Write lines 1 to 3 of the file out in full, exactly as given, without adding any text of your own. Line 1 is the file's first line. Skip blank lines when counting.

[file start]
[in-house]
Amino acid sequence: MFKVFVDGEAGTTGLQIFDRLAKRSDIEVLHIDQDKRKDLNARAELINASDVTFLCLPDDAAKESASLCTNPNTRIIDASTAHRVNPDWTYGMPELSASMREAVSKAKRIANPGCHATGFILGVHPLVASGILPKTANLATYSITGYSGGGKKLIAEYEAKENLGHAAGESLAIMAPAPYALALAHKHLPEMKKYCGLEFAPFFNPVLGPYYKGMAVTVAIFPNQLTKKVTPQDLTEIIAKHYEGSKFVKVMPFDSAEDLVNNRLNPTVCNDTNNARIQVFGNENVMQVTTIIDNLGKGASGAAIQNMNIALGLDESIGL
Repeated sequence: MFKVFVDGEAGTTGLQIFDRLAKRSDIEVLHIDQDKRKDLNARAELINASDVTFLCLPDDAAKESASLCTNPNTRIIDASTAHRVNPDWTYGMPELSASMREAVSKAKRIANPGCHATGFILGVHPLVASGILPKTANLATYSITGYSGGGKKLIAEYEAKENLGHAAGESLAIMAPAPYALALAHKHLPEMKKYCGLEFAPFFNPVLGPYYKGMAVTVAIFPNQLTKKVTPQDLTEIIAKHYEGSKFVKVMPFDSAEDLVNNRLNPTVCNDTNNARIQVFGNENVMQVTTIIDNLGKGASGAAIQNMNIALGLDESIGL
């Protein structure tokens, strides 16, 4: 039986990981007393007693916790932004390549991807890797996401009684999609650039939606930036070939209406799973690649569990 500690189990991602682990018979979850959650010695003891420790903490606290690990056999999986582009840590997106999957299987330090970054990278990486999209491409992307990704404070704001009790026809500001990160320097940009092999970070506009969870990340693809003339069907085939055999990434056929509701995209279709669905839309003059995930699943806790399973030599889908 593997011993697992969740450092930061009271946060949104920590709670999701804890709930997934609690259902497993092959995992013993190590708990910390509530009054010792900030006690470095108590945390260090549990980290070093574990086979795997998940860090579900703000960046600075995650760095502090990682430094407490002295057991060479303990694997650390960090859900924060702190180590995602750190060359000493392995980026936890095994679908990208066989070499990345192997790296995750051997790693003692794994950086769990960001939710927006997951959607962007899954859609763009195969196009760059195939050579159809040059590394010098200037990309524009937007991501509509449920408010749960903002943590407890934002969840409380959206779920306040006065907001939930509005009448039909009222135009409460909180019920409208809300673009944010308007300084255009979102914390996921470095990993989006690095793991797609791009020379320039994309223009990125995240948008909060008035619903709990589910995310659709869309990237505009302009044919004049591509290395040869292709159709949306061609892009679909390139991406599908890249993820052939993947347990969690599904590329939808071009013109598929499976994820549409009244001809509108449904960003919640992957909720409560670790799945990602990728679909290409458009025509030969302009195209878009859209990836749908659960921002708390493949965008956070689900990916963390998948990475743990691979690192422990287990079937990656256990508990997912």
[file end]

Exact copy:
[in-house]
Amino acid sequence: MFKVFVDGEAGTTGLQIFDRLAKRSDIEVLHIDQDKRKDLNARAELINASDVTFLCLPDDAAKESASLCTNPNTRIIDASTAHRVNPDWTYGMPELSASMREAVSKAKRIANPGCHATGFILGVHPLVASGILPKTANLATYSITGYSGGGKKLIAEYEAKENLGHAAGESLAIMAPAPYALALAHKHLPEMKKYCGLEFAPFFNPVLGPYYKGMAVTVAIFPNQLTKKVTPQDLTEIIAKHYEGSKFVKVMPFDSAEDLVNNRLNPTVCNDTNNARIQVFGNENVMQVTTIIDNLGKGASGAAIQNMNIALGLDESIGL
Repeated sequence: MFKVFVDGEAGTTGLQIFDRLAKRSDIEVLHIDQDKRKDLNARAELINASDVTFLCLPDDAAKESASLCTNPNTRIIDASTAHRVNPDWTYGMPELSASMREAVSKAKRIANPGCHATGFILGVHPLVASGILPKTANLATYSITGYSGGGKKLIAEYEAKENLGHAAGESLAIMAPAPYALALAHKHLPEMKKYCGLEFAPFFNPVLGPYYKGMAVTVAIFPNQLTKKVTPQDLTEIIAKHYEGSKFVKVMPFDSAEDLVNNRLNPTVCNDTNNARIQVFGNENVMQVTTIIDNLGKGASGAAIQNMNIALGLDESIGL